may give it an edge in the rapidly shifting battle for America Online, analysts say.
On Thursday, it emerged that
had dropped out of the bidding for a partnership with AOL, citing the high price tag being sought for the Dulles, Va., Internet property. That potentially slims the race for AOL allies to Microsoft and
, which may be bidding along with media giant
But some investors believe Google could end up being an also-ran. Microsoft, the world's largest software company, and Time Warner, the world's biggest media company, share a strong emphasis on intellectual property, says Rob Enderle, a principal analyst with Enderle Group in San Jose, Calif. He notes that Microsoft is fighting against the spread of the Linux free operating system, while Time Warner is battling against Internet pirates.
"The marriage between Microsoft and Time Warner makes a lot more sense based on the history of the business than a Google-Time Warner combination," adds Mark Stahlman, an analyst with New York-based Caris & Co. who rates Microsoft and Yahoo! buy and Google above average.
Still, beating Google won't be an easy feat for Redmond, Wash.-based Microsoft. As with all deals, the final issue will come down to price.
Time Warner is looking for a partner for America Online, which continues to hemorrhage dial-up subscribers while boosting advertising revenue. Time Warner is looking to boost its moribund share price, which has prompted complaints from dissident shareholder Carl Icahn.
"I am not sure everything else combined can trump that," Tony Ursillo, an analyst with Loomis Sayles in Boston who follows the software industry, says of the price issue. "It's a financial transaction first and foremost."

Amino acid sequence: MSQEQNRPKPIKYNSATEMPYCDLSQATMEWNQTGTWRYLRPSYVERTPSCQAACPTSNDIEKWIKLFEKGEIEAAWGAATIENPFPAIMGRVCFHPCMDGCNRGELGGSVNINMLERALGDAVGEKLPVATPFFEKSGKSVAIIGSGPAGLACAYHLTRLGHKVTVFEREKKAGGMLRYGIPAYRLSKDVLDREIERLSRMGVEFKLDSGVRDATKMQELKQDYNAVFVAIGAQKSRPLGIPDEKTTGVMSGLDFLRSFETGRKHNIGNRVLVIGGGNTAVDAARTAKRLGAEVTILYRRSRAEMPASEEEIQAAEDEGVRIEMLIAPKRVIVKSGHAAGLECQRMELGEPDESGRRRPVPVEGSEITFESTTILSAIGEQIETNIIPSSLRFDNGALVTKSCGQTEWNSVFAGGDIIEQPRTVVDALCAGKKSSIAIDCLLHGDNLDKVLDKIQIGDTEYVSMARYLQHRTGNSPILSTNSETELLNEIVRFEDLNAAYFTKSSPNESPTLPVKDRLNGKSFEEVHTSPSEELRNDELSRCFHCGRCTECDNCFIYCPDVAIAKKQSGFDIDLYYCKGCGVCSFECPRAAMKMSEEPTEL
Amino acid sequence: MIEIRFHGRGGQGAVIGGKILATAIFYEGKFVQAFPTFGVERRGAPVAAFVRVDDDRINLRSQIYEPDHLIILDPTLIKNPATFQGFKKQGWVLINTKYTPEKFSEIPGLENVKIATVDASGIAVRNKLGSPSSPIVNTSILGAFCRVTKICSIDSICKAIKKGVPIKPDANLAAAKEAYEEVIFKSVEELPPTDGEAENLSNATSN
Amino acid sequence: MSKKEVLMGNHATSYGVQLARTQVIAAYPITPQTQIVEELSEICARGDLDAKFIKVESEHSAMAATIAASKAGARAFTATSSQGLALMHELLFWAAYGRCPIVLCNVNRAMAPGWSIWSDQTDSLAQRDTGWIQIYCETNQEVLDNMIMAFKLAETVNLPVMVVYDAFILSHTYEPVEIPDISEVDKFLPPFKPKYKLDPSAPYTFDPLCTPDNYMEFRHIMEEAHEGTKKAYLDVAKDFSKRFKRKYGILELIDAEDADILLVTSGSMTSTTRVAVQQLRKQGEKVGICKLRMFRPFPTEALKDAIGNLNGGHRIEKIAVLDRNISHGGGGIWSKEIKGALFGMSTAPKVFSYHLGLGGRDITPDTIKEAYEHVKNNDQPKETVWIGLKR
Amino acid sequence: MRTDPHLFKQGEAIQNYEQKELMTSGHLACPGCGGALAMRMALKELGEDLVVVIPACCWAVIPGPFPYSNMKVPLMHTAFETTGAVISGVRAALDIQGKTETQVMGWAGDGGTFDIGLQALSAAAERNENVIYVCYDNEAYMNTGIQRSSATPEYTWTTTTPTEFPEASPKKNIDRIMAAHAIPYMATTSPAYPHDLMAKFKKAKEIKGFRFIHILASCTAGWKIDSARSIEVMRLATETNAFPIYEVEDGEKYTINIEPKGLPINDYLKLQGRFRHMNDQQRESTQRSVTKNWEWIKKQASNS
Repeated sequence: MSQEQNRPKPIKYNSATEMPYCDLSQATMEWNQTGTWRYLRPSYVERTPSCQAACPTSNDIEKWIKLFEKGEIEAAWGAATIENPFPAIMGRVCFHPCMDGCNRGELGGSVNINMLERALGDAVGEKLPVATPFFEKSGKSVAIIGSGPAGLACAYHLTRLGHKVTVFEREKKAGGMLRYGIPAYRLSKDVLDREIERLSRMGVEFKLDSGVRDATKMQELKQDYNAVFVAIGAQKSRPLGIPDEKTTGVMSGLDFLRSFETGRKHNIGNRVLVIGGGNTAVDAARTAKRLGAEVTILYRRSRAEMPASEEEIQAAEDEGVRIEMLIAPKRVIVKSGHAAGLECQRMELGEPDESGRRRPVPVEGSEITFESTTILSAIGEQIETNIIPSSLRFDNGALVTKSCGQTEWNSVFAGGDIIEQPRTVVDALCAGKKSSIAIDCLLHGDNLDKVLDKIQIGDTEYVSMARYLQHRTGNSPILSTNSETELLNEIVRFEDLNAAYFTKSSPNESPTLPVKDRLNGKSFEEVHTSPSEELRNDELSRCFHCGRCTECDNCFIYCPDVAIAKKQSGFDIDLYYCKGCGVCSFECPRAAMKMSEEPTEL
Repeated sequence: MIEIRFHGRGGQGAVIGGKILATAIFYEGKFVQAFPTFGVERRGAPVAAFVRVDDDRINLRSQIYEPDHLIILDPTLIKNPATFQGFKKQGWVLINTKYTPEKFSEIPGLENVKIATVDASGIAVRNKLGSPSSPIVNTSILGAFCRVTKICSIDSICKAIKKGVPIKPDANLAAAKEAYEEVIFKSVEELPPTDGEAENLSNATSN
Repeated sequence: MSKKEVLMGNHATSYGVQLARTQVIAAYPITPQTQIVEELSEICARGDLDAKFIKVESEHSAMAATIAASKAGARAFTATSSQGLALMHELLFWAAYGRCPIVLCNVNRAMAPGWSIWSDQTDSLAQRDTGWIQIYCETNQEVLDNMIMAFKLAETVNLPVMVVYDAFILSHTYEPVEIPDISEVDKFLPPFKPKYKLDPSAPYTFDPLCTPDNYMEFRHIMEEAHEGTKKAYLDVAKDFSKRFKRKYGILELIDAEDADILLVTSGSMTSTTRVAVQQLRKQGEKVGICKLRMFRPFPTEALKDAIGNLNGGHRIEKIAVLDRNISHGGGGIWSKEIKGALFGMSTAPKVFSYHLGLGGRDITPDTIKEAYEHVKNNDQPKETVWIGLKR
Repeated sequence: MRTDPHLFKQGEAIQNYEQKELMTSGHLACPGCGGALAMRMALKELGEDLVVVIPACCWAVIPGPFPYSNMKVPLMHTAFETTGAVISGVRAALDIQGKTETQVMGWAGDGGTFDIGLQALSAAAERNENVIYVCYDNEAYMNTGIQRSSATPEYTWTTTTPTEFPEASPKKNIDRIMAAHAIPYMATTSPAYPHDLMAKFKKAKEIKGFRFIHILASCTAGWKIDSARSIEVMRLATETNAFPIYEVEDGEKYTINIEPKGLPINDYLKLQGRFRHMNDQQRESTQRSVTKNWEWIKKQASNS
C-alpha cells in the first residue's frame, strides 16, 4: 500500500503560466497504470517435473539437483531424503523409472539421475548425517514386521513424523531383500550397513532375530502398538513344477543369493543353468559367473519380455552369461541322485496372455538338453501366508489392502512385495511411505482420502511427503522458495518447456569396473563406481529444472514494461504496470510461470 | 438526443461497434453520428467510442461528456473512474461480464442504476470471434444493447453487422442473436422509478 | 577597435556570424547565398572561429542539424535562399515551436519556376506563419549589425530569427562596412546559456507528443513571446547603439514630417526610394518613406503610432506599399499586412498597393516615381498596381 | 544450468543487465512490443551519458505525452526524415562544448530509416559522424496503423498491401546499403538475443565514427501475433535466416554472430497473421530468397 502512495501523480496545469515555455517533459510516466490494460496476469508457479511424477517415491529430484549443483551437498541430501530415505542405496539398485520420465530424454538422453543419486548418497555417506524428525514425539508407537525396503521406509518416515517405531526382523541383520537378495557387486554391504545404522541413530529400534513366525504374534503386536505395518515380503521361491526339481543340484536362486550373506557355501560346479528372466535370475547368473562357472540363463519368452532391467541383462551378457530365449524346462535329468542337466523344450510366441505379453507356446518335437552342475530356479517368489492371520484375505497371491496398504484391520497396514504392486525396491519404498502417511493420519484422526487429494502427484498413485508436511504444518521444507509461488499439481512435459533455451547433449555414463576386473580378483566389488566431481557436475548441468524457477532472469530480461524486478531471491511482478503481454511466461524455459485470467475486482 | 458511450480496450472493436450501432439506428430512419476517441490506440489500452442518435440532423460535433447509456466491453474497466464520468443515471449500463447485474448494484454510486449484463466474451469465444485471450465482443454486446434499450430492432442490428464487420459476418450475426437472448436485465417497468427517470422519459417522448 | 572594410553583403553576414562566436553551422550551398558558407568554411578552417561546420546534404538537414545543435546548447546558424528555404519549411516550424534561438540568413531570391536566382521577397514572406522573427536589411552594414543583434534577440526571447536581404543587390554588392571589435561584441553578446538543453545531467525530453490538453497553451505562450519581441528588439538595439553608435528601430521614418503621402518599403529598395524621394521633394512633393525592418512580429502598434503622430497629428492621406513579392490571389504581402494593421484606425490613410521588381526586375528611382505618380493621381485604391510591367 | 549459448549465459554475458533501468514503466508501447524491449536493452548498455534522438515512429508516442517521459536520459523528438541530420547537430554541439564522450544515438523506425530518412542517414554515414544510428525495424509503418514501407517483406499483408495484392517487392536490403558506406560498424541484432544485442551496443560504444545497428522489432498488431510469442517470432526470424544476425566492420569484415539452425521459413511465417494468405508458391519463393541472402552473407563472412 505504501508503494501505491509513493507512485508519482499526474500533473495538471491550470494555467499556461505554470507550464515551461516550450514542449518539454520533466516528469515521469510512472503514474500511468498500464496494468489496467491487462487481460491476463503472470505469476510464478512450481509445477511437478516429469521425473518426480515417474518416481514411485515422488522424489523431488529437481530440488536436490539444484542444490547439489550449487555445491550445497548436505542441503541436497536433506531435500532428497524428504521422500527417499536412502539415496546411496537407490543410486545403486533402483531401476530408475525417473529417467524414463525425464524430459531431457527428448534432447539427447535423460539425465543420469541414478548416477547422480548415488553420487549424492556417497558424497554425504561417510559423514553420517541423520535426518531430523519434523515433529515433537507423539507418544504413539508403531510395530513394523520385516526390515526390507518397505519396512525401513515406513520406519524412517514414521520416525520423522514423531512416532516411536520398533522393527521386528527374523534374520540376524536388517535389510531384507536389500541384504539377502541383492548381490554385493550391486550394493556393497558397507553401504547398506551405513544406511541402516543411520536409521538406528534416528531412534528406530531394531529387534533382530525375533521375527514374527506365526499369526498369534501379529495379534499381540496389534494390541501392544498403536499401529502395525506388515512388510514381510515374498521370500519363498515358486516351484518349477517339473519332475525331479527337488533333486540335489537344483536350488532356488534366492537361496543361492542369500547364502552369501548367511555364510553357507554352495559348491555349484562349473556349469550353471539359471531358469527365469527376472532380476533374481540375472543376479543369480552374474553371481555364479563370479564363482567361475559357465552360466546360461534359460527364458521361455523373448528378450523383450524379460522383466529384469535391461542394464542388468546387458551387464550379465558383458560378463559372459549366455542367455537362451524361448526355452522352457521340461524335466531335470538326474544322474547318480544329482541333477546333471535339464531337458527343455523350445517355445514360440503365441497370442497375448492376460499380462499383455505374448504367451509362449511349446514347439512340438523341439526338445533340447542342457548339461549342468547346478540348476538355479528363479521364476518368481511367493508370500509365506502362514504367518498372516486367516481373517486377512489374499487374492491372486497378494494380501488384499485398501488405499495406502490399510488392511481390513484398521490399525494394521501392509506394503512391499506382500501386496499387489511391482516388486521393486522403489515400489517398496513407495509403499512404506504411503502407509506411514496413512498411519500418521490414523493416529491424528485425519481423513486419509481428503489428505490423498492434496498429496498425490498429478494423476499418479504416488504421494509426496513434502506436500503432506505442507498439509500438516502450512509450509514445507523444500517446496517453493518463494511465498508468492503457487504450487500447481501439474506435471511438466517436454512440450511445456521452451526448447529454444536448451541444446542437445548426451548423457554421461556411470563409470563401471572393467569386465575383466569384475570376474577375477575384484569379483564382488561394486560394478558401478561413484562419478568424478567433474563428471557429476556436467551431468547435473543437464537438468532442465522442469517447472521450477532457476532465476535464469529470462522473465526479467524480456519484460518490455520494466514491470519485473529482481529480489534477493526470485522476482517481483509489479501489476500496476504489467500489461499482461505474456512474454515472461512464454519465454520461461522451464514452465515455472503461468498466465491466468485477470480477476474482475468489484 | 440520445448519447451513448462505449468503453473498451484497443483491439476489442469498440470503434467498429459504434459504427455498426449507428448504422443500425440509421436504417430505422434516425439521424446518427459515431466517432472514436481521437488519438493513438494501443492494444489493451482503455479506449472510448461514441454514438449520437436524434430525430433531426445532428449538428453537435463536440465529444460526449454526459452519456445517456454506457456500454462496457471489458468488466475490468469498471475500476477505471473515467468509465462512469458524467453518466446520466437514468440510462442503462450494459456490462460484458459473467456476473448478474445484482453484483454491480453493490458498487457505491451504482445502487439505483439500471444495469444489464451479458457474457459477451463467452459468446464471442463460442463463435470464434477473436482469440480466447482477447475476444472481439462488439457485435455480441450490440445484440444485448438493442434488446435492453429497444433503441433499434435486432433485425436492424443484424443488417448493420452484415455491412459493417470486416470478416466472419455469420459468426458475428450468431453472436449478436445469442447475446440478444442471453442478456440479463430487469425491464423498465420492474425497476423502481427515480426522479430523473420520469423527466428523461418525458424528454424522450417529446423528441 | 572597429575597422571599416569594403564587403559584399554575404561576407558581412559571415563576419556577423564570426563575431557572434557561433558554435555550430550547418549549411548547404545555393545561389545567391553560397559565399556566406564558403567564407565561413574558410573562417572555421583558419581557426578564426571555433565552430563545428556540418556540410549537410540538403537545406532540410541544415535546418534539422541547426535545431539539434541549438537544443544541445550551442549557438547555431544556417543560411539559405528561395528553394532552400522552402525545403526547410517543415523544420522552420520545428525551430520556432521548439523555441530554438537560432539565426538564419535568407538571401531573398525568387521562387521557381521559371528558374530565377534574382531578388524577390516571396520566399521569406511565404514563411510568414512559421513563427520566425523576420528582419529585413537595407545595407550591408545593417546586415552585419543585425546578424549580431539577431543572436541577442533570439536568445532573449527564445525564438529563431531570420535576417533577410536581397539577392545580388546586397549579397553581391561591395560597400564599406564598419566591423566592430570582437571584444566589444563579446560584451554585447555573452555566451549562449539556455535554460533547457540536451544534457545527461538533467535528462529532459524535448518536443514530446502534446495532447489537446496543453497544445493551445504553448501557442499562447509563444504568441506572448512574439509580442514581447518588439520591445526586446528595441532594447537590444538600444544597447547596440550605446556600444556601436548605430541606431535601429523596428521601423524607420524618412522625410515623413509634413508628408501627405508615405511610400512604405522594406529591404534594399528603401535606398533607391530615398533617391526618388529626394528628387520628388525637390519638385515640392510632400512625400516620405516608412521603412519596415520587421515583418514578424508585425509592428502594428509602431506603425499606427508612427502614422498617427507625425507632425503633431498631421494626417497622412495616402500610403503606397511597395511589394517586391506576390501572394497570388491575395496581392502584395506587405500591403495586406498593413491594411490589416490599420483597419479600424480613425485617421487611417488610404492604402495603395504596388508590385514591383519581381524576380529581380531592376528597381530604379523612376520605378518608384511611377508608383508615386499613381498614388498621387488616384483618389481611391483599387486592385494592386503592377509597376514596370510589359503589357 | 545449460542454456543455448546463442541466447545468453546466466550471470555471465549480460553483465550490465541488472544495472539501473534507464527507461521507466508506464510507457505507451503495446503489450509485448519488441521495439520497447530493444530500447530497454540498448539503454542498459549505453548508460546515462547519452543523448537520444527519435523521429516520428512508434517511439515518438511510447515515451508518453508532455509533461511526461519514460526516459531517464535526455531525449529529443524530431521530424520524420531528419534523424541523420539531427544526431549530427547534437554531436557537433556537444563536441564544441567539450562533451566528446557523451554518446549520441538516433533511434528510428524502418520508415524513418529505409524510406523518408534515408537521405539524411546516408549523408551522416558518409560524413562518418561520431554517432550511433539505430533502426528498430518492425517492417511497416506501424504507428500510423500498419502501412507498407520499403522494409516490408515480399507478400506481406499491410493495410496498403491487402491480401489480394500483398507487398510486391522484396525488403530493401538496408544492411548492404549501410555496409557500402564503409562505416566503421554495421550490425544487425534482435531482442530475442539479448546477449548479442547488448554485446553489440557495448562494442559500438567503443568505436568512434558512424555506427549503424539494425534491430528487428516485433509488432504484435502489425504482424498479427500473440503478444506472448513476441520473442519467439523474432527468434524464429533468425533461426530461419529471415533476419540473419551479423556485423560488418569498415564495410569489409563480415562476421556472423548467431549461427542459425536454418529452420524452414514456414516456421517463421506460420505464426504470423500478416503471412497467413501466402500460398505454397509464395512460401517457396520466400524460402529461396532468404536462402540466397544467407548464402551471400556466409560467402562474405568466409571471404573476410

AOL's value isn't reflected in Time Warner's share price, says Henry Berghoef, director of research at Chicago-based Harris Associates, which owns shares of Time Warner.
"Given where Time Warner's stock is trading these days, AOL represents a free option on a potentially very interesting value," he said in an interview. "I would like Time Warner to do what creates the greatest value for shareholders."
In part, Microsoft wants to get a piece of America Online to thwart the ambitions of Google, which provides search services for the Time Warner service. The software giant also wants to boost the popularity of its MSN Internet service, which lags Yahoo! and Google in users. Yahoo! has decided against bidding for a stake in AOL, a company spokeswoman says.
In an interview with
The New York Times
, Microsoft Chairman Bill Gates said the company was interested in AOL to take advantage of the surging interest in Internet advertising. A Microsoft spokeswoman declined to comment Thursday.
"We think that it's more important that Microsoft gets this than Google," says Daniel Poole of National City, which owns shares of Google, Microsoft and Yahoo!. "It's a very close battle."
Google, which gets about 11% of its revenue from advertising on AOL, also has the resources to buy AOL to beat back any challenge from Microsoft.
The Mountain View, Calif.-based search giant also has other ambitions, including broadening its reach in the advertising business. That concept may interest it more than acquiring AOL, says Martin Pyykkonen, an analyst with Hoefer & Arnett who has a buy rating on Google and a strong buy rating on Yahoo!. He doesn't follow Microsoft.
"AOL is a great distribution partner for them and they clearly would like to keep them if they could," he said. Google declined to comment.